Sunday, June 27, 2010

Play 2 Grow; The Introduction

This is my first post on the new blog, Play 2 Grow. It took me a while to come up with a name that would not only be catchy, but would describe some of my philosophy of early childhood education. I started out with Learn Through Play, but that was taken. Then I tried Play 2 Learn which was a great suggestion! Unfortunately, that was taken as well. Finally, I chose Play 2 Grow which is similar to Play 2 Learn, but you learn as you grow so it fits!

I believe that hands on learning is the best way for children to learn anything. How will they understand a concept if they don’t experience it? How will they learn to count if they don’t have the opportunity to count using physical objects to correspond to the numbers? How will they learn about science concepts such as weather or how plants grow without experiencing it first hand? Children learn about their world by testing things in their environment. Even very young babies learn that they can make things happen in their own world and that they can affect people around them. How is this learning done? It’s done through play and interaction between children and their parents, caregivers and other people they come into contact with.

Play is a huge part of a young child’s education which is why it’s apart of the title of my blog. In a lot of early childhood settings, the amount of play is decreasing and it is being replaced with academic activities that young children simply aren’t ready for. I will discuss that further in later posts, but it’s important to be a voice for these children to keep plenty of play in the classrooms where it happens already and bring play back to the classrooms where it has disappeared. Play is how children begin to learn academic skills such as math and science concepts along with reading and using everyday language. They learn social skills by interacting with one another in dramatic play or by learning to take turns and share toys. They use play to discover and share feelings and emotions that they don’t yet understand. They use play to get exercise by running, dancing, catching a ball, jumping, climbing, riding bikes etc. They use play to expand their imaginations by dressing up and taking on roles of family members or people in the community. Arts and crafts can even be considered play which children enjoy while being creative.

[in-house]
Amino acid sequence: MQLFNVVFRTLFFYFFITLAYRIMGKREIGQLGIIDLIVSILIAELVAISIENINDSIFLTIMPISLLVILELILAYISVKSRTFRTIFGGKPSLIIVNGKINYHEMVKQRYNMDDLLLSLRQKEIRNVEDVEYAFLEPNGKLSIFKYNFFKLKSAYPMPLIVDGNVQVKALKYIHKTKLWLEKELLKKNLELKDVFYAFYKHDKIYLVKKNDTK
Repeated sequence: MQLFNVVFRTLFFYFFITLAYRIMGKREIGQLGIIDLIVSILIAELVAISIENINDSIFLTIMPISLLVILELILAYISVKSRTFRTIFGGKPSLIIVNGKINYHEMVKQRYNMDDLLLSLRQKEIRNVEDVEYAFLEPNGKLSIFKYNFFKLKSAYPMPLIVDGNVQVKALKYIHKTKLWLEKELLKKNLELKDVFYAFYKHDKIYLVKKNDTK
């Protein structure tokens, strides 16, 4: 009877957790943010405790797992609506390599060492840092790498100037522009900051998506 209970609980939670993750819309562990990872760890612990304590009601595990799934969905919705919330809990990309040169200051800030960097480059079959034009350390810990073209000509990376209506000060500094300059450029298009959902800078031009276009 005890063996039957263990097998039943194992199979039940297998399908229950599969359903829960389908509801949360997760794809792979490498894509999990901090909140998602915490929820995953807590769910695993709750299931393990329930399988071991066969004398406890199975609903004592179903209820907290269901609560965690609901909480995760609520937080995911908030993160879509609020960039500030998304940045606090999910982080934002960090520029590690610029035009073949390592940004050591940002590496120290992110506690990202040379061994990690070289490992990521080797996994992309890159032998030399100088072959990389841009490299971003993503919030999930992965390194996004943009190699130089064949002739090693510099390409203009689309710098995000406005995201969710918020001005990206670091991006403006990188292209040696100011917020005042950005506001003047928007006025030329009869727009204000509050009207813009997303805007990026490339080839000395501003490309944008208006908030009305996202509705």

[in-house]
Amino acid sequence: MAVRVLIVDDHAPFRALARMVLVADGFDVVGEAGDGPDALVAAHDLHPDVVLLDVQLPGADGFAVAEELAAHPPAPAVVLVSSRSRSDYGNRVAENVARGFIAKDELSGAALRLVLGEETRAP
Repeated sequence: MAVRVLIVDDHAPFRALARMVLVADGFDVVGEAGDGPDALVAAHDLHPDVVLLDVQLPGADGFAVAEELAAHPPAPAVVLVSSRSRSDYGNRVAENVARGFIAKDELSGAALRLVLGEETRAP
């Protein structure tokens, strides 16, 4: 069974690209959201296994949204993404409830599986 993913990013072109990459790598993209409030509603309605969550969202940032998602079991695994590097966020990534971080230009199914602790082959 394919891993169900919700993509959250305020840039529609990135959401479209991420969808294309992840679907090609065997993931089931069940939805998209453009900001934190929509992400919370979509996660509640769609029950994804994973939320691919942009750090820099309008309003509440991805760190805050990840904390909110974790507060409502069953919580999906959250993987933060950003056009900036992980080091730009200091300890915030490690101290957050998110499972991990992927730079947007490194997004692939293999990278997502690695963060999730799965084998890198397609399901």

We all need our basic needs met, exercise, social skills, academic skills, imagination, creativity and a sense of belonging to grow physically and emotionally. These things are especially important for children. Play is the building block of any early childhood education and the main theme for my blog. I will include my thoughts on topics relating to early childhood education, activities that have worked well or not and I’m open to suggestions. I’m hoping my blog will be either helpful, interesting, or maybe it’ll just make you think.

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